Fifteen minutes later I shed my wet boots and socks on the porch outside the comedor, and headed in for lunch. Small pools of sweat gathered where my forearms rested against the bench table as I gulped my food. We went around the table sharing stories and sightings from the morning, and I showed everyone a few of the ticks on the inside of my bicep while sharing the details of our interesting morning.
After a deliciously chilling shower, I cracked open an unpleasantly warm drink back in my cabin, lit a candle on the stand next to my bed, and sat down with some tweezers. Over the next forty minutes I counted eighty-two or eighty-three puffs of smoke exhale from the tip of the candle flame, each one of them a tick pulled from my body. Later, Frances graciously removed the remaining ticks from the areas I could not manage. We too shared a chuckle over how similar we had become to our distant relatives as she rummaged through the hair on my face and neck, plucking another one with a delightful, “Oh, there’s another one!”
After all this, cleaning the termite mess from my armoire seemed trivial. As the setting sun shined through the trees, I shook off my clothing, swept the termites and all the tracked-in sand out the door, off my porch, and walked to dinner.

Sunday, July 13, 2008

A Good Morning

7/13/08 - Happy Birthday Sara. I am thinking of you.

The early morning sun shot through the trees on the horizon as we ate a fine breakfast of pancakes with strawberry jam and queso, along with freshly cut papaya. A refreshing breeze wafted through the comedor, but the clear blue skies above the station spoke clearly of the ensuing heat. After breakfast we sat around, deciding what to do with our lazy Sunday morning. I opened my mac to check in on some e-mails before planning to head out into the woods.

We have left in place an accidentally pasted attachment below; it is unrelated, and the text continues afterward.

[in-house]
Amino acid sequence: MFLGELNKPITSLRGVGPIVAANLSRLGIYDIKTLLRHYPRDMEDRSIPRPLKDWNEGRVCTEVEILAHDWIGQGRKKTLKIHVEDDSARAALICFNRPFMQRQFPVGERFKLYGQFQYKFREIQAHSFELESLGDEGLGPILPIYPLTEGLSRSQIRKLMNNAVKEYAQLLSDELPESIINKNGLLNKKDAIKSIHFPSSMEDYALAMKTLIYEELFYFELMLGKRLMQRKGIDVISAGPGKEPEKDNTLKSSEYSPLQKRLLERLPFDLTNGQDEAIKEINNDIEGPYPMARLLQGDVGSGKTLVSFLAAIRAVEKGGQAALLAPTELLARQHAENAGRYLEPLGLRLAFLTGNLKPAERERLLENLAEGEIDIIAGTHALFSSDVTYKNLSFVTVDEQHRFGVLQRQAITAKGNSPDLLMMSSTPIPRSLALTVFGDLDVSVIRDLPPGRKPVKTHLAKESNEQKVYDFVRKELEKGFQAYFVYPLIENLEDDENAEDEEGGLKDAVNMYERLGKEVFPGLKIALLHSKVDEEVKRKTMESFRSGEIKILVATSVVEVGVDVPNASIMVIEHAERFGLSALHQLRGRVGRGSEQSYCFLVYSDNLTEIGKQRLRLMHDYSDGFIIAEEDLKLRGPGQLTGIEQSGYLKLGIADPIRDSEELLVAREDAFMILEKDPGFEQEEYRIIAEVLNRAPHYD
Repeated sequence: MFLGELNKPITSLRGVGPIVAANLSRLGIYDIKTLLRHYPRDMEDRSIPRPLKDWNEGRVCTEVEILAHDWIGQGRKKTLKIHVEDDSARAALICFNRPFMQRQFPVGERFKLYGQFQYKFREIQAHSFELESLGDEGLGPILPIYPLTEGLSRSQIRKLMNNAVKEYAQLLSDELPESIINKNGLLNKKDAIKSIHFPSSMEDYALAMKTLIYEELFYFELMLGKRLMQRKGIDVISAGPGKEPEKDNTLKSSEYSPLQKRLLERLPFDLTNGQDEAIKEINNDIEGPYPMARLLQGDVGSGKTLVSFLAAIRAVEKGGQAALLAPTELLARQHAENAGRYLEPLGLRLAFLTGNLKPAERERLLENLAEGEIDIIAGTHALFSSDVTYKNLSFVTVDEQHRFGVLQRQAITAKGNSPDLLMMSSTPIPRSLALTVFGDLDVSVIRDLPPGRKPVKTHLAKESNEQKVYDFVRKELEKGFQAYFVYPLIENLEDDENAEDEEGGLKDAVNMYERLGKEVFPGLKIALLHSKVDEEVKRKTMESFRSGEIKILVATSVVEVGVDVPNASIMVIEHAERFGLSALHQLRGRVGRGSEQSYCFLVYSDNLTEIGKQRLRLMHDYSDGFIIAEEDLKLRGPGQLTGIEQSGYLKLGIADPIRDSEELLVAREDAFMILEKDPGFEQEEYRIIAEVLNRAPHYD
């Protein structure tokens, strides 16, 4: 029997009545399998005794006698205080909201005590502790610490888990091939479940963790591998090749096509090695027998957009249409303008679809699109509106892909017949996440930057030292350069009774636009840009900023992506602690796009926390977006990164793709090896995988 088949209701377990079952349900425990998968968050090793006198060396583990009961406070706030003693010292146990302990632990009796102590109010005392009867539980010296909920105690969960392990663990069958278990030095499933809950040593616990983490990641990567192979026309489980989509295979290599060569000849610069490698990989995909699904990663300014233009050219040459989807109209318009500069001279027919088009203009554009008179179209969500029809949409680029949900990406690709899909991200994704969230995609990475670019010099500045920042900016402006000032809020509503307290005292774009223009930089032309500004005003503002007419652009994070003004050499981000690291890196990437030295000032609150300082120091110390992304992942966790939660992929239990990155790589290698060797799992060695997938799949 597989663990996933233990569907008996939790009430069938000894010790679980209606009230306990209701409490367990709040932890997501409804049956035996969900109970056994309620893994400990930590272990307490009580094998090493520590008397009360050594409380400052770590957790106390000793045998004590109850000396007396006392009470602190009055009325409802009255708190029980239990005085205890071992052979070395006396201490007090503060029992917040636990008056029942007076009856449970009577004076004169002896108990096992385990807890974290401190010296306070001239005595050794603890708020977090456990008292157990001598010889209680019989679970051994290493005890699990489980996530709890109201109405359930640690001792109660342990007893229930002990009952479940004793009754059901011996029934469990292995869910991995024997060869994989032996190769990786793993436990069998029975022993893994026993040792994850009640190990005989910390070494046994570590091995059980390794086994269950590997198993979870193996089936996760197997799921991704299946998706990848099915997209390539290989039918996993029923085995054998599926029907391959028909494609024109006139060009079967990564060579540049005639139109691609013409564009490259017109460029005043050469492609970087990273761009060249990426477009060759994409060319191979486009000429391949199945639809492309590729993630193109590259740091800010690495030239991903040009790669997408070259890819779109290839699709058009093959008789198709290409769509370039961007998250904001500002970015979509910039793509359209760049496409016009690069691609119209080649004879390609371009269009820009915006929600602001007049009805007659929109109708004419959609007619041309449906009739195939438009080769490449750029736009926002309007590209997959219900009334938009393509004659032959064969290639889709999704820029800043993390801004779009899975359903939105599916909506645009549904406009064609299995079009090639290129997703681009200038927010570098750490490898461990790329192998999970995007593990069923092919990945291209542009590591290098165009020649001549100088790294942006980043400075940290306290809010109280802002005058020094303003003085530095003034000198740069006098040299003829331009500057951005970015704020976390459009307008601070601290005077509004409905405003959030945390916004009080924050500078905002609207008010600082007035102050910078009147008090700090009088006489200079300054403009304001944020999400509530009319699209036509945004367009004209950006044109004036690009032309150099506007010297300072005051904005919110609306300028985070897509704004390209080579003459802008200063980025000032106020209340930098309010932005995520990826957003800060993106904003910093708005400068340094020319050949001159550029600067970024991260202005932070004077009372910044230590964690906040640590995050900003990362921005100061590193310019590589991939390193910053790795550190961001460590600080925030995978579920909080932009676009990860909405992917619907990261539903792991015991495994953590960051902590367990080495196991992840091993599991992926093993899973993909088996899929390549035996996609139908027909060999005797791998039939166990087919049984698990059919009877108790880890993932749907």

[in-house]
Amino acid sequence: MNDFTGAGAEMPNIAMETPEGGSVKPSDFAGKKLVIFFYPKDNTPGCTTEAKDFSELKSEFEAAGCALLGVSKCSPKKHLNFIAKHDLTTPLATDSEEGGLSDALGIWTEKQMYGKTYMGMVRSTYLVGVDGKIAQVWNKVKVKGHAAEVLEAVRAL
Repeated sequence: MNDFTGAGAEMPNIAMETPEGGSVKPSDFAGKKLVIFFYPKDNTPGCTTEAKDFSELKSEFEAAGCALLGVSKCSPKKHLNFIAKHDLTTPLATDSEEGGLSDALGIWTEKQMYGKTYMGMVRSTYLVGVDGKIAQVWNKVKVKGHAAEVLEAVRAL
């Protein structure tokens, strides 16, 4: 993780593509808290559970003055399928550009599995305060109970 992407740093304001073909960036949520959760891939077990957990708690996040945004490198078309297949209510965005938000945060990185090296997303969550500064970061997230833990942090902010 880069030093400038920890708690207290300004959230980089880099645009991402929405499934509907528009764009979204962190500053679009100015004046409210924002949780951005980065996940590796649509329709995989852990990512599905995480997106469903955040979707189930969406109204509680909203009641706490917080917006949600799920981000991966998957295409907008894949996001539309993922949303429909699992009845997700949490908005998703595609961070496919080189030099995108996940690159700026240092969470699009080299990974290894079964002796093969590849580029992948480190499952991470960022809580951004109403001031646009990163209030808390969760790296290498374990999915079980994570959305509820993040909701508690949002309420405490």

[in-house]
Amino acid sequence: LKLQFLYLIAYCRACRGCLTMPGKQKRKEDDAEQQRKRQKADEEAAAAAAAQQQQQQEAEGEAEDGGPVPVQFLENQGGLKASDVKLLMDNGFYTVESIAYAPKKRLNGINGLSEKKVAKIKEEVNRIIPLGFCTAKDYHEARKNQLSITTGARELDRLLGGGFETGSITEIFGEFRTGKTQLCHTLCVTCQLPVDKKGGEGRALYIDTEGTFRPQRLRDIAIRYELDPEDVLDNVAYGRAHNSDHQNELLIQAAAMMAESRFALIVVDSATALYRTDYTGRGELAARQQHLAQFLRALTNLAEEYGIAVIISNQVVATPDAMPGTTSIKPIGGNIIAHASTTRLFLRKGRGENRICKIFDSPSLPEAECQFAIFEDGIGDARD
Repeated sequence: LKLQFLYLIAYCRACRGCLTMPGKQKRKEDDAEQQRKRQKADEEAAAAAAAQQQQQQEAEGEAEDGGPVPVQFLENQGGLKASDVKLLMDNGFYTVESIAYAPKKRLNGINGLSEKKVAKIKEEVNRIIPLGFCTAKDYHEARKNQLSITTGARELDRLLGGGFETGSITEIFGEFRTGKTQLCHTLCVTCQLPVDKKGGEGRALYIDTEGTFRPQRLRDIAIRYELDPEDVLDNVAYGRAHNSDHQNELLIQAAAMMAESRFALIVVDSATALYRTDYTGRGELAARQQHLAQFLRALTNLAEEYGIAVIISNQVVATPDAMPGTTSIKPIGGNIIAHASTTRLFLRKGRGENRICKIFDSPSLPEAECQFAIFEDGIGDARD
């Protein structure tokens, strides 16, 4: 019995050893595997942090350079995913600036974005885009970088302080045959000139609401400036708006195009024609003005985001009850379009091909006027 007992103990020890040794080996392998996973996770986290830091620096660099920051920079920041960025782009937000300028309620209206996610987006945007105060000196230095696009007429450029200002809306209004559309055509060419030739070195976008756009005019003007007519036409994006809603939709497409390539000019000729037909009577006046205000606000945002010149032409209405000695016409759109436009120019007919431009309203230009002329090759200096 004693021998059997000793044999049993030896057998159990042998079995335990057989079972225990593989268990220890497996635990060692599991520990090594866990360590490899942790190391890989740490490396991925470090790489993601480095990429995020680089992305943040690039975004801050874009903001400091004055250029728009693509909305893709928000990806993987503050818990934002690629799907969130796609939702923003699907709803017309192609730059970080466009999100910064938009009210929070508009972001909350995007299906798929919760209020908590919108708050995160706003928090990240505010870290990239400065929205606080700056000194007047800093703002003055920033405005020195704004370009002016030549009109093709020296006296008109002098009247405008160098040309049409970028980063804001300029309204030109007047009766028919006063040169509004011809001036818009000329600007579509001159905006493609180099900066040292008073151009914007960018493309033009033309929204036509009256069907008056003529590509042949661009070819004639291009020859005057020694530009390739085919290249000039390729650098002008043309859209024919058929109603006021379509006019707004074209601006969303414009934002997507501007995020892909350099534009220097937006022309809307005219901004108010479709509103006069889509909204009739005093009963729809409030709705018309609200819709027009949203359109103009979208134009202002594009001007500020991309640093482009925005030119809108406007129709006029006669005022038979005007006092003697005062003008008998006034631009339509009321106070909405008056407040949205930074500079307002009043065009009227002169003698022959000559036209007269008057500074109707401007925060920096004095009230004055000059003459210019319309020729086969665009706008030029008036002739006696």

Never underestimate the power of some good ole rock from the good days. Some CCR songs can always pick me up and inspire an active day any time, especially after a rough morning when some cold hair of the dog would be nice. Proud Mary had me rollin’ and ready to go look for some birds.
Striding across the soccer field to the trail some time before nine, the direct sunlight immediately coaxed a sticky sweat to form beneath my shirt. The shade of the forest was immediately relieving, but we continued to sweat as we hurried to catch up with the group of birders ahead of us. A few hundred yards up the trail, animals were crashing through the leaves, the tell tale sound of monkeys. We looked up to find some squirrel monkeys crossing the trail over our heads. They hurriedly worked through the understory in search of insects disturbed by the larger capuchins they follow through the jungle all day, every day. We snapped some shots as they moved away from us, but the dim light was not encouraging and we still had a group to catch up with.
Peeping noises came from the forest around us as we walked, and we eventually spotted one of the traps a few meters off of the trail where small wire mesh cages held young chickens. These were set here early in the morning by the researchers we were headed out to find. While they arrived just last night, they had already headed out onto the trail in hopes to quickly catch a new bird to this area that has been sited several times recently by some of us here at CICRA. It is a rare black-faced hawk, supposed to only reside in the North of Peru, far from here. Catching this bird to collect genetic information will shed light as to whether this species has a range much greater than originally suspected, whether it is perhaps a different morph of another species, or perhaps even a new species all together. It is most likely the same known species, and we are just now getting a better glimpse into this bird’s range as more knowledgeable people frequent this area. Nonetheless, it is very rare, and only one has been sited here.

Loops of fishing line glint in the tendrils of sun slicing through the dim forest as we pass. These loops will snare an unsuspecting hawk as it swoops down to land on the peep placed safely inside the wire mesh cage. We pass about ten of these traps along the trail until we find the researchers around the next bend, relaxing supine atop a poncho spread out across the trail. I smirk at first, but after my last week’s experience with various insects (story to come), I don’t blame them at all. I have even begun to carry a collapsible tripod seat with me over the last two weeks.